LEED (Leadership in Energy and Environmental Design) is a green building rating system that has originated in the US and spread around the globe.  LEED is the most widely used program for green rating systems in the world accounting for 175 000 meters squared of construction space certification every day. LEED aims to benefit a triple bottom line through its rating system, benefiting people, the planet and profits.


The core issue that LEED aims to address is the consumption of natural resources, specifically Water consumption, electricity consumption and the emission of carbon dioxide gas from the built human environment. This is a major issue facing our developing world as we start to see the effects of climate change on the earth. In the US, buildings account for 38% of all CO2 emissions, consume 13.6% of all portable water and consume 73% of all electricity consumption. LEED has identified these statistics as representing a large issue that we face and aim to reduce the impacts that the built environment has on the wider world.

The projects LEED is involved with are responsible for diverting over 80 million tons of land fill waste since they were established. Compared to the average commercial building, the LEED Gold rank of buildings consume 25% less energy and generate 35% less CO2 emissions.


The LEED Initiative is funded by the US Green Building Council and is spread across over 150 countries and territories. They have been involved with over 72000 projects covering over 1.3 Billion meters squared. LEED collaborates with environmental scientists, construction and built environment professionals from around the globe making it a highly multidisciplinary initiative.


Since LEED started in 1994 it has broadened its scope of projects moving from just commercial buildings rating to interior design, construction, building operations, maintenance, neighbourhood development and personal homes. With these expanded projects came multiple certificates of approval from the LEED rating system. Specific certifications for each type of building ranged from certified, to silver, gold and then Platinum depending on the points earned by the building on the rating system which measured the power consumption, water consumption and CO2 emissions as well as any features of the building that gave back to the environment such as solar generators, gardens and water recycling systems.



U.S. Green Building Council, 2016, This is LEED, USA, Last viewed 20/3/16, <http://leed.usgbc.org/leed.html>

U.S. Green Building Council, 2016, Better Buildings are our Legacy, USA, Last viewed 20/3/2016, <http://www.usgbc.org/leed>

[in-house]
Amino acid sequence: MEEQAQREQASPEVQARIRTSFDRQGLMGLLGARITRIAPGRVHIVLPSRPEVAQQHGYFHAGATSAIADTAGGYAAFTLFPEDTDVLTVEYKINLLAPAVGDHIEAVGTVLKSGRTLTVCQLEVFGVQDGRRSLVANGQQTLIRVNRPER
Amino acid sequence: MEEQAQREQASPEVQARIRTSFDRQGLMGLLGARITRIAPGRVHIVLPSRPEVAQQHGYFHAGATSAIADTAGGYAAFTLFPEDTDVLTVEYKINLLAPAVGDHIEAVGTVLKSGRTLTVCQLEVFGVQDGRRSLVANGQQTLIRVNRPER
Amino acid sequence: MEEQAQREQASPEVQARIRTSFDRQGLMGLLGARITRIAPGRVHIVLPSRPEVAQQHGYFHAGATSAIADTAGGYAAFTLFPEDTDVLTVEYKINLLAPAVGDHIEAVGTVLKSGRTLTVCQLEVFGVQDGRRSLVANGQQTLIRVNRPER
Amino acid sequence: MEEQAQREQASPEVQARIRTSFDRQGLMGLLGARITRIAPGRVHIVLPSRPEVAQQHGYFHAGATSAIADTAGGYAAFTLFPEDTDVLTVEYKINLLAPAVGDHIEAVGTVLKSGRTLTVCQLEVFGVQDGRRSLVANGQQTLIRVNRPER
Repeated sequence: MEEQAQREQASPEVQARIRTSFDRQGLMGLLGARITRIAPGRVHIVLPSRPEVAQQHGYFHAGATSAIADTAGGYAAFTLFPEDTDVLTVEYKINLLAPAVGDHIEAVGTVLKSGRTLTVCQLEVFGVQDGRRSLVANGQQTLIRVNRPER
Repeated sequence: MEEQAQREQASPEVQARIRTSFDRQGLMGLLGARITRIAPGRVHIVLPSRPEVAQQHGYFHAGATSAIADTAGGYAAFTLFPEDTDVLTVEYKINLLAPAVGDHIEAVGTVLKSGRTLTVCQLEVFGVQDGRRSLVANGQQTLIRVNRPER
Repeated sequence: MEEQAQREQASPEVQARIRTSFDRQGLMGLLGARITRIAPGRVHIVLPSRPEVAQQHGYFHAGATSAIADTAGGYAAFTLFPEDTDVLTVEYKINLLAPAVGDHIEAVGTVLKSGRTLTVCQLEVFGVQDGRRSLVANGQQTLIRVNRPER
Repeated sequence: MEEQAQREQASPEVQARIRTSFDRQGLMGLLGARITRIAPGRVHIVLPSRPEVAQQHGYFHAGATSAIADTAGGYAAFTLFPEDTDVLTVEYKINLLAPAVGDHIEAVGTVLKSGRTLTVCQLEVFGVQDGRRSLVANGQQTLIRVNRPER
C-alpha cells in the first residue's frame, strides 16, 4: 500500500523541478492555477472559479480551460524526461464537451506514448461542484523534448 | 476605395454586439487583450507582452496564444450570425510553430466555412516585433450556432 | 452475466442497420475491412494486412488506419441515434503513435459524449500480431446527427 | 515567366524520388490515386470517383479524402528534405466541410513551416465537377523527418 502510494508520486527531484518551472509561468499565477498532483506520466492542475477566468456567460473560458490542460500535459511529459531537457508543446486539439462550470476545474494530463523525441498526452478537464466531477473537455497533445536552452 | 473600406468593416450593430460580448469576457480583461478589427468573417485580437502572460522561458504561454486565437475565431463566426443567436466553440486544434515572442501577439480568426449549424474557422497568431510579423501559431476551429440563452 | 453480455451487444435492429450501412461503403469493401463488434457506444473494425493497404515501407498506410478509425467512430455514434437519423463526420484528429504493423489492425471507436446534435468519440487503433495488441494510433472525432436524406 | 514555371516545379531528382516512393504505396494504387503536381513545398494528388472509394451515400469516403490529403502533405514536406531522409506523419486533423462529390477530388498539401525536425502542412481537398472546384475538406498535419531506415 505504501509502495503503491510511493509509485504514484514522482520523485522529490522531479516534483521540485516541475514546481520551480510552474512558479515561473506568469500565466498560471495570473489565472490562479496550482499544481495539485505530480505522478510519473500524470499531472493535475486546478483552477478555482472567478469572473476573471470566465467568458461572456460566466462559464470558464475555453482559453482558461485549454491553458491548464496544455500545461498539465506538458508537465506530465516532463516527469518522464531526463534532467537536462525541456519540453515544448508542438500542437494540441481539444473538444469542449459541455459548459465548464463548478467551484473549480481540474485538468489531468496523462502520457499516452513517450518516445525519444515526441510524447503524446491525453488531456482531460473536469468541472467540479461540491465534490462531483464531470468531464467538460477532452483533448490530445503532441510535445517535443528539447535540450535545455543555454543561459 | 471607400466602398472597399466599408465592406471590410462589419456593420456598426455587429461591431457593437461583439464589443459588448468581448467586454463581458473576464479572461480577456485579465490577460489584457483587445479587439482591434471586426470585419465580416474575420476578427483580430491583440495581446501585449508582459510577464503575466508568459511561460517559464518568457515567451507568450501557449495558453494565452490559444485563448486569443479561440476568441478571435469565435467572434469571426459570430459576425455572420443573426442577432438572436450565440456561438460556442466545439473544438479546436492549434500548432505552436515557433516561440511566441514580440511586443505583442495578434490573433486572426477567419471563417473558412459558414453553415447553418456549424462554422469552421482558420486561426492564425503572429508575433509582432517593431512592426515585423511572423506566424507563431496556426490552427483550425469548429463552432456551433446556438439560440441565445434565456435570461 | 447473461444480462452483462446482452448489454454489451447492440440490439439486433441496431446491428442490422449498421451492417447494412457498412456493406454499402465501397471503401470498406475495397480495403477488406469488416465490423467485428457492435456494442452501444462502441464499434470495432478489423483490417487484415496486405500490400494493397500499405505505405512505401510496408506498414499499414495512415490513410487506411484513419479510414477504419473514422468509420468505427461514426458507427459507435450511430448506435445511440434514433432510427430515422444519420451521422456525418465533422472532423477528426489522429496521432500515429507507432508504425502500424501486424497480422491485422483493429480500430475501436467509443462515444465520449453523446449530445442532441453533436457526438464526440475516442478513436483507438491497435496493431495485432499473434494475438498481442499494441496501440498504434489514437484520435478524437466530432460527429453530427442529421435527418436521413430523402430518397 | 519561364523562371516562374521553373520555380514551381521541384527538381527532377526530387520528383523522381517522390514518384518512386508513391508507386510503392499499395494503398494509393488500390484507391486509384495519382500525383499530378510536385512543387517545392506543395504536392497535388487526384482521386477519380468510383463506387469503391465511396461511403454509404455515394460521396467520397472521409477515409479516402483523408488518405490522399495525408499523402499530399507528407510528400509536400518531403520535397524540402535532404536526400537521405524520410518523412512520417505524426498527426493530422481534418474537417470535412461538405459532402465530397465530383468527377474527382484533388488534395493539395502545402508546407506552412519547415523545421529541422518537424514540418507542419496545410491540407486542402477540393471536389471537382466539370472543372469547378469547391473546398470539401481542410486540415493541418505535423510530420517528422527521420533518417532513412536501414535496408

Wikipedia, 2016, Leadership in Energy and Environmental Design, Last viewed 20/3/16, <https://en.wikipedia.org/wiki/Leadership_in_Energy_and_Environmental_Design>

Context Defining Design: POST A

What design means will often be directly related to the context in which it is created and presented. There is no clear cut way to explain what design means in every context, making understanding what design is, in its entirety, a difficult task to accomplish for any individual.

From my recent global studio working in Indonesia, I have been exposed to a new perspective on what design is and what it can mean to people, culture, politics and much more. During the festival Matai Air, designers from all over the country had sent in prints they had created that reflected a part of their perspective on the issues to do with waste management and water management within the water catchments in Central Java.  In other contexts this kind of design work may be given different names. This kind of work in Sydney Australia would be seen as Contemporary Visual Arts. A change in context can result in design taking a different form from what an individual coming from a different context may perceive as design.


Design is often undertaken for different reasons in different contexts. Product design within Australia is often done with the goal of creating a profitable business that can produce products that will sell to create this profit. While in Central Java I saw that product design could be undertaken for different reasons. Singgih Kartono is a product designer working in Central Java. He designs his products with the aim of providing skilled work for the people living in local villages as well as aiming to instil a sense of pride in local students, who he thinks should realise that achieving wealth and brand success can be done while living in the villages of Central Java. This kind of product design is very similar to what we can find in Australia; however the motif and goals of the design are drastically different from each other. It is clear that a change in context will not just change the form of design that is produced but can rather change the goals that the design is trying to achieve.

It is clear that from comparing only two contexts of design that there are differences in the way design is physically embodies as well as the reason design in undertaken in the first place.



Sophie Finney, 2016, Intricate Designs: Indonesian Craft Textiles, The Culture Trip, Last viewed 20/3/16, <http://theculturetrip.com/asia/indonesia/articles/intricate-designs-indonesian-craft-textiles/&gt;

Living in Indonesia, 1997-2016, Practical Information for Expats Living in Indonesia, Jakarta, Last viewed 20/3/16, <http://www.expat.or.id/info/info.html&gt;

Siu-Tsen, 2006, Towards Culture Centred Design,Science Direct, London, Last viewed 20/3/16, <http://www.sciencedirect.com/science/article/pii/S0953543805001165&gt;